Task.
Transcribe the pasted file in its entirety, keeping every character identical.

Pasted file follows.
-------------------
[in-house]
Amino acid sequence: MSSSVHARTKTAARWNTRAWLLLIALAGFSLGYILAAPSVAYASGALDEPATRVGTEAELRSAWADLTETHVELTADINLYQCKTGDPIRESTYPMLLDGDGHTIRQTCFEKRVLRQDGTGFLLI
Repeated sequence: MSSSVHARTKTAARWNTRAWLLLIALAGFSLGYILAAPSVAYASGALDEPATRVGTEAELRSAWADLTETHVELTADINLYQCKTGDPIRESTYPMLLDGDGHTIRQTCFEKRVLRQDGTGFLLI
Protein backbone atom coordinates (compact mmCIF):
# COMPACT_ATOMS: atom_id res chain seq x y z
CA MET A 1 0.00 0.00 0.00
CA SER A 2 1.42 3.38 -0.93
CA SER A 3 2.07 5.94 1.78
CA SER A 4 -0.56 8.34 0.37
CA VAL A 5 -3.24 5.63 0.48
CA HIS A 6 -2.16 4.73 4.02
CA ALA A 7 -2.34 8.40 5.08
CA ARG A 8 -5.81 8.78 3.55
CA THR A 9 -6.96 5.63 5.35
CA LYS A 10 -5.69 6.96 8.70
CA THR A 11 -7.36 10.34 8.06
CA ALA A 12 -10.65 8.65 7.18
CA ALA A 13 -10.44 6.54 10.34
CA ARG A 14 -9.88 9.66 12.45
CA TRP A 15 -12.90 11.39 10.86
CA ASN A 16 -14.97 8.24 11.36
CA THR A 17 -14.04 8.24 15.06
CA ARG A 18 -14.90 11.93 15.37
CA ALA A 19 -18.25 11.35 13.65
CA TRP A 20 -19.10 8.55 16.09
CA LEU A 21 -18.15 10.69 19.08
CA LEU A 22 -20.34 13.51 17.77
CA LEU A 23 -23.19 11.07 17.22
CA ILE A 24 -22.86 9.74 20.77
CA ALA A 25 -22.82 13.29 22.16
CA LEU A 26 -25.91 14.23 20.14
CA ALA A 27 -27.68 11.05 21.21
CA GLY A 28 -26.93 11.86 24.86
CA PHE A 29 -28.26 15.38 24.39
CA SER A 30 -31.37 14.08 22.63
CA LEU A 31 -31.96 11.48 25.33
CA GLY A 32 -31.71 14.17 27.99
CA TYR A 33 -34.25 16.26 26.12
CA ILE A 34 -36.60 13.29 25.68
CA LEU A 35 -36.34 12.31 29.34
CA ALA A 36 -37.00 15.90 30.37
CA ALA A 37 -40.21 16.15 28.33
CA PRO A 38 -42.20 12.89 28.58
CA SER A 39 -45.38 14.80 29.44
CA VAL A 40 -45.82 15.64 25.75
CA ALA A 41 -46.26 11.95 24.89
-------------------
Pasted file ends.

[in-house]
Amino acid sequence: MSSSVHARTKTAARWNTRAWLLLIALAGFSLGYILAAPSVAYASGALDEPATRVGTEAELRSAWADLTETHVELTADINLYQCKTGDPIRESTYPMLLDGDGHTIRQTCFEKRVLRQDGTGFLLI
Repeated sequence: MSSSVHARTKTAARWNTRAWLLLIALAGFSLGYILAAPSVAYASGALDEPATRVGTEAELRSAWADLTETHVELTADINLYQCKTGDPIRESTYPMLLDGDGHTIRQTCFEKRVLRQDGTGFLLI
Protein backbone atom coordinates (compact mmCIF):
# COMPACT_ATOMS: atom_id res chain seq x y z
CA MET A 1 0.00 0.00 0.00
CA SER A 2 1.42 3.38 -0.93
CA SER A 3 2.07 5.94 1.78
CA SER A 4 -0.56 8.34 0.37
CA VAL A 5 -3.24 5.63 0.48
CA HIS A 6 -2.16 4.73 4.02
CA ALA A 7 -2.34 8.40 5.08
CA ARG A 8 -5.81 8.78 3.55
CA THR A 9 -6.96 5.63 5.35
CA LYS A 10 -5.69 6.96 8.70
CA THR A 11 -7.36 10.34 8.06
CA ALA A 12 -10.65 8.65 7.18
CA ALA A 13 -10.44 6.54 10.34
CA ARG A 14 -9.88 9.66 12.45
CA TRP A 15 -12.90 11.39 10.86
CA ASN A 16 -14.97 8.24 11.36
CA THR A 17 -14.04 8.24 15.06
CA ARG A 18 -14.90 11.93 15.37
CA ALA A 19 -18.25 11.35 13.65
CA TRP A 20 -19.10 8.55 16.09
CA LEU A 21 -18.15 10.69 19.08
CA LEU A 22 -20.34 13.51 17.77
CA LEU A 23 -23.19 11.07 17.22
CA ILE A 24 -22.86 9.74 20.77
CA ALA A 25 -22.82 13.29 22.16
CA LEU A 26 -25.91 14.23 20.14
CA ALA A 27 -27.68 11.05 21.21
CA GLY A 28 -26.93 11.86 24.86
CA PHE A 29 -28.26 15.38 24.39
CA SER A 30 -31.37 14.08 22.63
CA LEU A 31 -31.96 11.48 25.33
CA GLY A 32 -31.71 14.17 27.99
CA TYR A 33 -34.25 16.26 26.12
CA ILE A 34 -36.60 13.29 25.68
CA LEU A 35 -36.34 12.31 29.34
CA ALA A 36 -37.00 15.90 30.37
CA ALA A 37 -40.21 16.15 28.33
CA PRO A 38 -42.20 12.89 28.58
CA SER A 39 -45.38 14.80 29.44
CA VAL A 40 -45.82 15.64 25.75
CA ALA A 41 -46.26 11.95 24.89